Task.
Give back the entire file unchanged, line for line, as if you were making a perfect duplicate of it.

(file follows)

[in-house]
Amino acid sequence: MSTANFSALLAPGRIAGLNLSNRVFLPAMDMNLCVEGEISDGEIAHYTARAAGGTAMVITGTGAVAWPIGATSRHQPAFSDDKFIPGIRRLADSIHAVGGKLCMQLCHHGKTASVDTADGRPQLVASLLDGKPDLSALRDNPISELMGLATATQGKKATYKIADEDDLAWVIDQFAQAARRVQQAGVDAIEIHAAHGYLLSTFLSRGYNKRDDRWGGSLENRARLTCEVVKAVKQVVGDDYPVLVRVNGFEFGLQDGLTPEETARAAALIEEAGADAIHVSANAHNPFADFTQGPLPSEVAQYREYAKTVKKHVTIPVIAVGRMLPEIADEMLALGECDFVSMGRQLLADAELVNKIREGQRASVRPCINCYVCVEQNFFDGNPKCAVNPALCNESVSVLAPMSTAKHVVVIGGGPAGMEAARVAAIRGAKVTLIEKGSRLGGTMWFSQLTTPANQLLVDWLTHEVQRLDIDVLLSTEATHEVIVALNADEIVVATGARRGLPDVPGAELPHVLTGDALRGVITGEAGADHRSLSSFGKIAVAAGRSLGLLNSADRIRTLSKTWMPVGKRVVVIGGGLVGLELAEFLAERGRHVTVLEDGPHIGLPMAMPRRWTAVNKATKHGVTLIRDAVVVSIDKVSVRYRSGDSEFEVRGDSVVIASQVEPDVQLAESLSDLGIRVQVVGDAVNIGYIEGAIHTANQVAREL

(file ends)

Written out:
[in-house]
Amino acid sequence: MSTANFSALLAPGRIAGLNLSNRVFLPAMDMNLCVEGEISDGEIAHYTARAAGGTAMVITGTGAVAWPIGATSRHQPAFSDDKFIPGIRRLADSIHAVGGKLCMQLCHHGKTASVDTADGRPQLVASLLDGKPDLSALRDNPISELMGLATATQGKKATYKIADEDDLAWVIDQFAQAARRVQQAGVDAIEIHAAHGYLLSTFLSRGYNKRDDRWGGSLENRARLTCEVVKAVKQVVGDDYPVLVRVNGFEFGLQDGLTPEETARAAALIEEAGADAIHVSANAHNPFADFTQGPLPSEVAQYREYAKTVKKHVTIPVIAVGRMLPEIADEMLALGECDFVSMGRQLLADAELVNKIREGQRASVRPCINCYVCVEQNFFDGNPKCAVNPALCNESVSVLAPMSTAKHVVVIGGGPAGMEAARVAAIRGAKVTLIEKGSRLGGTMWFSQLTTPANQLLVDWLTHEVQRLDIDVLLSTEATHEVIVALNADEIVVATGARRGLPDVPGAELPHVLTGDALRGVITGEAGADHRSLSSFGKIAVAAGRSLGLLNSADRIRTLSKTWMPVGKRVVVIGGGLVGLELAEFLAERGRHVTVLEDGPHIGLPMAMPRRWTAVNKATKHGVTLIRDAVVVSIDKVSVRYRSGDSEFEVRGDSVVIASQVEPDVQLAESLSDLGIRVQVVGDAVNIGYIEGAIHTANQVAREL